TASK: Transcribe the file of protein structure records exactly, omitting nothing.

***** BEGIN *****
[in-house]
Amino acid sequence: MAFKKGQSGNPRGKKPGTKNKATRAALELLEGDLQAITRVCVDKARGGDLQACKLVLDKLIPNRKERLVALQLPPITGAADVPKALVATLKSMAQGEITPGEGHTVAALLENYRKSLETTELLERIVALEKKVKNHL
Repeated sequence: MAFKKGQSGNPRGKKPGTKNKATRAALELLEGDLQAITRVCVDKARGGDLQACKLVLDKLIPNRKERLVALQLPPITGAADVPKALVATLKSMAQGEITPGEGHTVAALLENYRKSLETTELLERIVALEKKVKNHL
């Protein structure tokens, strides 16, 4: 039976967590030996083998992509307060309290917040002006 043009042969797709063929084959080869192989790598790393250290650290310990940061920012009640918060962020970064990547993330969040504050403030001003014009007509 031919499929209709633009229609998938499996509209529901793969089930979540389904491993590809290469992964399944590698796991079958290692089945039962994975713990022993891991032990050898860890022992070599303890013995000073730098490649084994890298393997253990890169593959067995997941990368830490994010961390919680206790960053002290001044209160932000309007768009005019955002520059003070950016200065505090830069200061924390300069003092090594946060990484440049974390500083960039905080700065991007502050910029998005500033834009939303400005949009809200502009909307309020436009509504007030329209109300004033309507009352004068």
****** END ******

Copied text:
[in-house]
Amino acid sequence: MAFKKGQSGNPRGKKPGTKNKATRAALELLEGDLQAITRVCVDKARGGDLQACKLVLDKLIPNRKERLVALQLPPITGAADVPKALVATLKSMAQGEITPGEGHTVAALLENYRKSLETTELLERIVALEKKVKNHL
Repeated sequence: MAFKKGQSGNPRGKKPGTKNKATRAALELLEGDLQAITRVCVDKARGGDLQACKLVLDKLIPNRKERLVALQLPPITGAADVPKALVATLKSMAQGEITPGEGHTVAALLENYRKSLETTELLERIVALEKKVKNHL
């Protein structure tokens, strides 16, 4: 039976967590030996083998992509307060309290917040002006 043009042969797709063929084959080869192989790598790393250290650290310990940061920012009640918060962020970064990547993330969040504050403030001003014009007509 031919499929209709633009229609998938499996509209529901793969089930979540389904491993590809290469992964399944590698796991079958290692089945039962994975713990022993891991032990050898860890022992070599303890013995000073730098490649084994890298393997253990890169593959067995997941990368830490994010961390919680206790960053002290001044209160932000309007768009005019955002520059003070950016200065505090830069200061924390300069003092090594946060990484440049974390500083960039905080700065991007502050910029998005500033834009939303400005949009809200502009909307309020436009509504007030329209109300004033309507009352004068």